7/17/2005: More metalwork
Here’s the final result for that nose panel I was working on in the last entry. As you can see, the damaged area is pretty hard to see from a distance (you can see it if you zoom in though). I’m happy with the result.
However, what I haven’t photographed is the back of that panel. It’s pretty heavily rust-pitted, so it could be a little thin in places. I’m not positive yet whether or not I want to use it.
I’m actually reporting things a bit out of order. This area of the car was the first one I attempted to fix. I stopped working on it for a bit because I realized how extensive the damage really was.
As you can see in this photograph, there was a crease across the edge of the door and the quarter panel behind it, all the way to the wheel well. In fact, there was also a second crease a few inches above it that is hard to see in this photo.
I used a combination of tools, including a stud welder, hammers, dollies, and the shrinking disc on this area, trying to figure how how to use them. In fact I made many mistakes, including leaving quite a few marks on the metal that I will have to fill later. Still, for the most part, I was able to flatten out the overall surface, at least in the middle.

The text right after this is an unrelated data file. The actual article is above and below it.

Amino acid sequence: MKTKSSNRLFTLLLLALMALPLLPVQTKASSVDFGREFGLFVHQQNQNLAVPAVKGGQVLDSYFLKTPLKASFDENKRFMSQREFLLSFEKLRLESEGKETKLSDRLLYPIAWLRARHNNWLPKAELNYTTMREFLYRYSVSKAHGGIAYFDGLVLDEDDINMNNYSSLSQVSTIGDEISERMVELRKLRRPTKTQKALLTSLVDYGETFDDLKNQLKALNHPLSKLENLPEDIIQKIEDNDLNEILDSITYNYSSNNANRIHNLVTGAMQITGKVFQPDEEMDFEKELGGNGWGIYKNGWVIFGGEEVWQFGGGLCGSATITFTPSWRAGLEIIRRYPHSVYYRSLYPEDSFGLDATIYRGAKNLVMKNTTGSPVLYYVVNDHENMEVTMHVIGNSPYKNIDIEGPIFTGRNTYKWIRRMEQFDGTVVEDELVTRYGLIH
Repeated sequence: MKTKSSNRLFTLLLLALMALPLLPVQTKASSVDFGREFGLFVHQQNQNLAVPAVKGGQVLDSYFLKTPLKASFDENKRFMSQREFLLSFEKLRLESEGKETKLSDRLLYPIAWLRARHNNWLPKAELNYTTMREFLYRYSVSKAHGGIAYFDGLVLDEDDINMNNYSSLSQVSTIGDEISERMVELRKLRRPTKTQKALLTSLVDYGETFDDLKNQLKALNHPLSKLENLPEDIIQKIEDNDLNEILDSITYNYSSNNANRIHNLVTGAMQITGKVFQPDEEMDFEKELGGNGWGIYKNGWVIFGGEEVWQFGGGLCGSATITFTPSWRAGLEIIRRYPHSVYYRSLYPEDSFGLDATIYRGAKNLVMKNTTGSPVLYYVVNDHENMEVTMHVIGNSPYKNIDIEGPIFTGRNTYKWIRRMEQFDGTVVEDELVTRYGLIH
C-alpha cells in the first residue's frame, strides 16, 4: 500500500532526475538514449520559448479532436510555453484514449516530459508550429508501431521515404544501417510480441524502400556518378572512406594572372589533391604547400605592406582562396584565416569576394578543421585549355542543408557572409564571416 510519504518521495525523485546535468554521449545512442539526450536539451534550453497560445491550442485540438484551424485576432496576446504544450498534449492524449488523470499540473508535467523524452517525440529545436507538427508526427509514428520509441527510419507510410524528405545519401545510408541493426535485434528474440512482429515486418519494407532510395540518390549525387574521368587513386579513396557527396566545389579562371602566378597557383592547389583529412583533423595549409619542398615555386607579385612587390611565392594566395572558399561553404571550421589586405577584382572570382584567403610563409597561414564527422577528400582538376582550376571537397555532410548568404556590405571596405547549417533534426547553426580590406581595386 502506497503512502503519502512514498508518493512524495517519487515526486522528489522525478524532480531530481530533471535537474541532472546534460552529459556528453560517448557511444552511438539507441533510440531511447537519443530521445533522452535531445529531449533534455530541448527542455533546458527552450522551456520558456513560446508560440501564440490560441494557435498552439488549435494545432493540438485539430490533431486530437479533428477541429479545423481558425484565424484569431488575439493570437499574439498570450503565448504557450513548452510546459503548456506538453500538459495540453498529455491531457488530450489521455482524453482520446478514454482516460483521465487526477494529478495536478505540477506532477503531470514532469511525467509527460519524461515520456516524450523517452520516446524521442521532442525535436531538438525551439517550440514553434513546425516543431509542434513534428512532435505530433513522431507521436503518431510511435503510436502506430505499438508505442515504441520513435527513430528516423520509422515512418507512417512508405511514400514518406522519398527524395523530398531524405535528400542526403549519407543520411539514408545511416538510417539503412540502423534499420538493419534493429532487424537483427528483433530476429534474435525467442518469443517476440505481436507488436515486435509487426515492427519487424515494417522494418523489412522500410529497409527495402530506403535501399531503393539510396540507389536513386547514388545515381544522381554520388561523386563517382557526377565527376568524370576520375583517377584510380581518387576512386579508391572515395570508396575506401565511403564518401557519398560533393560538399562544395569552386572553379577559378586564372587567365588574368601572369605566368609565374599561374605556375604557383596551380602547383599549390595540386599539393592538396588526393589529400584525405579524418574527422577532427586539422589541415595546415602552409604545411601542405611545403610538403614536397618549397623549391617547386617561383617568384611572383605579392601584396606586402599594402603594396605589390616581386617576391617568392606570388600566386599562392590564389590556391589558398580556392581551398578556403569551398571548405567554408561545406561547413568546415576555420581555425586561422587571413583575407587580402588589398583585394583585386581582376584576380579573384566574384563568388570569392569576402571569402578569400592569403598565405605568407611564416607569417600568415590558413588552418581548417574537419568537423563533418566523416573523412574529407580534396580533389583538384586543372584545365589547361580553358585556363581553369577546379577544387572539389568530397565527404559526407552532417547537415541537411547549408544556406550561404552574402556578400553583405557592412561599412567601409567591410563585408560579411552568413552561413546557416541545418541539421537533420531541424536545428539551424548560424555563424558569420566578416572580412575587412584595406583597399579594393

There’s still a pronounced low spot near the door edge in this photo, and one near the top, and the area near the wheel well (which you can’t really see) is very badly out of shape because I can’t get good access to the back of it.
This may help to visualize what’s going on here. The two yellow lines represent the original, obvious creases in the metal. The red areas indicate the low areas that were created as a side-effect, and which still remain at the time this photo was taken. You can see how the creases must have pulled these other areas inwards and stretched them out of shape.
After doing my best with the rest of the panel (it’s not perfect, but i think a very thin layer of filler will get it there), I finally decided to just bite the bullet and make a big hole in the car for that least damaged area. I couldn’t see any other way to avoid having more than 1/8” of filler in that area to get that sharp edge on the fender flare right. And while I have no objection at all to a think coat of modern filler on my car, a big glob of it would still be shoddy workmanship, and i don’t want it on my car.
So now I’ve crossed some sort of line in this project, I’ve cut a big hole in the car. Now let’s see if I can fill it back in :)
This is going to be a tricky patch to make and to weld in, but it should be a great learning exercise. Once I figure out a few things, I’ll document the process here.
I’m also working on a few other parts of the car at the moment, so I may jump around a bit as I figure out what to do in each case.